What was the Harlem Renaissance?
The author of “Thank You, M’am,” Langston Hughes, is one of several African
Americans whose artistic and intellectual talents were recognized during a period
in history known as the Harlem Renaissance. Spanning the decade of the 1920s,
the Harlem Renaissance began when blacks living in the heart of New York City,
Manhattan, fled to the northern reaches of the city to escape rising real estate costs
and racial tensions. The northern end of the city was known as Harlem, and this
two-square-mile neighborhood became the epicenter of a cultural explosion among African Americans.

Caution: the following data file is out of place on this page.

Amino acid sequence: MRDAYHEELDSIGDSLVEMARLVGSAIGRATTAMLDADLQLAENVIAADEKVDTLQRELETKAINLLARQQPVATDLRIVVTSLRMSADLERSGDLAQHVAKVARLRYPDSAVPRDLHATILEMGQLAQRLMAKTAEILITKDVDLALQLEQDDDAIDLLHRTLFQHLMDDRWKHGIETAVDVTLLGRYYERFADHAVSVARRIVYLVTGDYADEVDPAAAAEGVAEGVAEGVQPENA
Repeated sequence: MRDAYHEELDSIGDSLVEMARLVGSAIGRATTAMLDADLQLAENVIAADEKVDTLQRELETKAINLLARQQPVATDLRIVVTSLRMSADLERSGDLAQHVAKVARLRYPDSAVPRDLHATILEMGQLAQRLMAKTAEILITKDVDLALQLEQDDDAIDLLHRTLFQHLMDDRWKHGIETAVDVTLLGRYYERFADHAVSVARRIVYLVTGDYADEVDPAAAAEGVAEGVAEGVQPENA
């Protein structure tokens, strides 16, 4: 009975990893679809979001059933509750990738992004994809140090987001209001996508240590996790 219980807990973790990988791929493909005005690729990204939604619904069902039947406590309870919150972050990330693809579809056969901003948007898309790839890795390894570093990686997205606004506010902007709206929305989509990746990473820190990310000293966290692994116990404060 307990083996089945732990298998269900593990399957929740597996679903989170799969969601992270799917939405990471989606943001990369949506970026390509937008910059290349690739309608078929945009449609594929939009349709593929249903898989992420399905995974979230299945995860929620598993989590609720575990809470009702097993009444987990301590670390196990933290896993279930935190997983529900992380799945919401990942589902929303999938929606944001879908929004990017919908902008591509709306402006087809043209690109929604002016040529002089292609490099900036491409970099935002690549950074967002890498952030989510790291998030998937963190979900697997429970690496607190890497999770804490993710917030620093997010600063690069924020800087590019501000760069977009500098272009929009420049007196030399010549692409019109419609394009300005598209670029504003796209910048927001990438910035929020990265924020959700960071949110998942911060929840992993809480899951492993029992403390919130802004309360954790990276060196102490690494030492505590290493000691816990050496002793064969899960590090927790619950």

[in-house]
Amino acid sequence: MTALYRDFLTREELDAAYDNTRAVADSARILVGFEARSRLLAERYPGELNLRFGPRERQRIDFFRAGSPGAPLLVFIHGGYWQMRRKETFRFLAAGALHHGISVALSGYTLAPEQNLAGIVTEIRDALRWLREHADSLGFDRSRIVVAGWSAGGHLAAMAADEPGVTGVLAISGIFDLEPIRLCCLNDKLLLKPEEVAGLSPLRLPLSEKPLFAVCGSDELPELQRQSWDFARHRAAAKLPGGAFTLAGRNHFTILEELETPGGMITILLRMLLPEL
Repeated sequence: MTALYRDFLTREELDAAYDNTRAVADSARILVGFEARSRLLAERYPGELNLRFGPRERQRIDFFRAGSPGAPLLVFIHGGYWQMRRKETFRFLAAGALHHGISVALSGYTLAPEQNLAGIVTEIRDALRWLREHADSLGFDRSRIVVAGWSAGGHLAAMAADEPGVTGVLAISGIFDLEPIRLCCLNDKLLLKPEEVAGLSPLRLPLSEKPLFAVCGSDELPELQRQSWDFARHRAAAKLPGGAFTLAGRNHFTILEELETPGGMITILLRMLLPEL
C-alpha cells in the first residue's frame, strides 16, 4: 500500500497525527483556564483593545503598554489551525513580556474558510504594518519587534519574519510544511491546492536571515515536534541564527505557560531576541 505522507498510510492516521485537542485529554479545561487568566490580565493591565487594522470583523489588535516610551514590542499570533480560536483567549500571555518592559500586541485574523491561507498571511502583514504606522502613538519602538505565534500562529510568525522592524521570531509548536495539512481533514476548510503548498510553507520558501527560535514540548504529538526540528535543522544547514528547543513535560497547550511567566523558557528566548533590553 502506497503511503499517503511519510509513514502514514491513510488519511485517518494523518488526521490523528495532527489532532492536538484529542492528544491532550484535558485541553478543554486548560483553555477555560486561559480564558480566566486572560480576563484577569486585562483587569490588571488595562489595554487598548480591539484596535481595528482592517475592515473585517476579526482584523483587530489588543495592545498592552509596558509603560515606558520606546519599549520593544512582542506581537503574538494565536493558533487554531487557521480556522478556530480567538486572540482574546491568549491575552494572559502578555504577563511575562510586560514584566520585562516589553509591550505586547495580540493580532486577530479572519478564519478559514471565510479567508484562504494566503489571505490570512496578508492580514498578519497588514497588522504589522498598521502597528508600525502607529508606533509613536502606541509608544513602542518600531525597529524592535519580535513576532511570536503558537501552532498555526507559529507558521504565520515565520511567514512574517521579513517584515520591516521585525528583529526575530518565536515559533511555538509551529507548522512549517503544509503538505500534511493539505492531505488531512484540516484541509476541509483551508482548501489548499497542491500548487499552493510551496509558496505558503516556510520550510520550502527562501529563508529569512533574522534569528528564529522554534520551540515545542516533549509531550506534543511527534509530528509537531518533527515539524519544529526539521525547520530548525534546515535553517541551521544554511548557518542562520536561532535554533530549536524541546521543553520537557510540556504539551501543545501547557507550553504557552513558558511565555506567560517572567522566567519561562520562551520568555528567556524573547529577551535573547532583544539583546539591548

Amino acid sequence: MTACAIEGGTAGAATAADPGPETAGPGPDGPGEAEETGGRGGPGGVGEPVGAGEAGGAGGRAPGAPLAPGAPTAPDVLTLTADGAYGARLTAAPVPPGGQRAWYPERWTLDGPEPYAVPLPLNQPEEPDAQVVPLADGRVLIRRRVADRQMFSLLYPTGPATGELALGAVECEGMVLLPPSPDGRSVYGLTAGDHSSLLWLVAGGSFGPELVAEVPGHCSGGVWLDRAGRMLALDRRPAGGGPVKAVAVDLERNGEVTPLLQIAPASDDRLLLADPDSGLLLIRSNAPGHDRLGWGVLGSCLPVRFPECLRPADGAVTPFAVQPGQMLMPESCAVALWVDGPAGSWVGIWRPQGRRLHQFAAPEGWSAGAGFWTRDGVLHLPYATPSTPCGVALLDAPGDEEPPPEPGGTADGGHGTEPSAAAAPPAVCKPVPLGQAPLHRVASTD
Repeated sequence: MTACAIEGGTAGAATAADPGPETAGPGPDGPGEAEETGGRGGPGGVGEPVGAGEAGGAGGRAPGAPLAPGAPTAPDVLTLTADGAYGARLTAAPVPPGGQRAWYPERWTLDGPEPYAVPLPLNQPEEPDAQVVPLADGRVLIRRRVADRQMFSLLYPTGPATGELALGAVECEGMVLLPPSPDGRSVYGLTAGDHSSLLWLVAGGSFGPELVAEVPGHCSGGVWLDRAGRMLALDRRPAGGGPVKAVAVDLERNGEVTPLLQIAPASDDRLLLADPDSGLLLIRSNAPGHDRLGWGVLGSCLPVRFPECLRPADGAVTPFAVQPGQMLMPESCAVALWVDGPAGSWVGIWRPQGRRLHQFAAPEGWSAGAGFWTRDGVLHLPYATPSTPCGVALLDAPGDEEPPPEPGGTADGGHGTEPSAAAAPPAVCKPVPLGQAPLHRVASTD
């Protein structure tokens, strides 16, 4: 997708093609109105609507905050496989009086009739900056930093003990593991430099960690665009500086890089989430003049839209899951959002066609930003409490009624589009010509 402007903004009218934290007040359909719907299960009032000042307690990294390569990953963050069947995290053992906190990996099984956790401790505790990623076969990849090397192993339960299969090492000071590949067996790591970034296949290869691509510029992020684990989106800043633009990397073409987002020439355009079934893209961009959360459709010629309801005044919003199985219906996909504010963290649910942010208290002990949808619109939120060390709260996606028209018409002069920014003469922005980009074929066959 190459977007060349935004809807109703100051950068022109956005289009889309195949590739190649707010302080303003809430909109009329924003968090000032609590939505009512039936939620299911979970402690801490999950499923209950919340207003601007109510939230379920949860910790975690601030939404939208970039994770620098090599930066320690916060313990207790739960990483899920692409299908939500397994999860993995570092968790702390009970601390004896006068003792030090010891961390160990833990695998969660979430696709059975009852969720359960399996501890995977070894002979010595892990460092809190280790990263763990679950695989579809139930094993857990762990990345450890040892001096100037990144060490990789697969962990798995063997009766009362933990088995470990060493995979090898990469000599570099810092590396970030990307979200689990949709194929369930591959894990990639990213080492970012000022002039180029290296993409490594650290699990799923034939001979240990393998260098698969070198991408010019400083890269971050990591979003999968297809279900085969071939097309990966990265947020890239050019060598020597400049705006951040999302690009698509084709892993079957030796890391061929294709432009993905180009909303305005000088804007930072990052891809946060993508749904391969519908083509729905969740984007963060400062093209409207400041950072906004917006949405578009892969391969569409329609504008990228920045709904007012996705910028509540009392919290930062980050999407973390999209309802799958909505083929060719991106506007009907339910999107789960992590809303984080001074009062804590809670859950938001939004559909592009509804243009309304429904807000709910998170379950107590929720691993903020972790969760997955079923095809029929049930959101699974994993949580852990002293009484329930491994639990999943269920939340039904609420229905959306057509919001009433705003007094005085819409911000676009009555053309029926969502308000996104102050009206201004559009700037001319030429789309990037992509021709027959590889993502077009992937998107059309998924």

In Harlem, African Americans, after years of oppression, found their voice and shared their stories through music, dance, art, theater, and literature. People like Duke Ellington, Josephine Baker, Countee Cullen, Louie Armstrong, Langston Hughes, Aaron Douglas, and Sarah Vaughn became well-known both inside and
outside Harlem as these individuals—and many other literary, musical, and visual artists—fostered pride in the African-American culture and experience.
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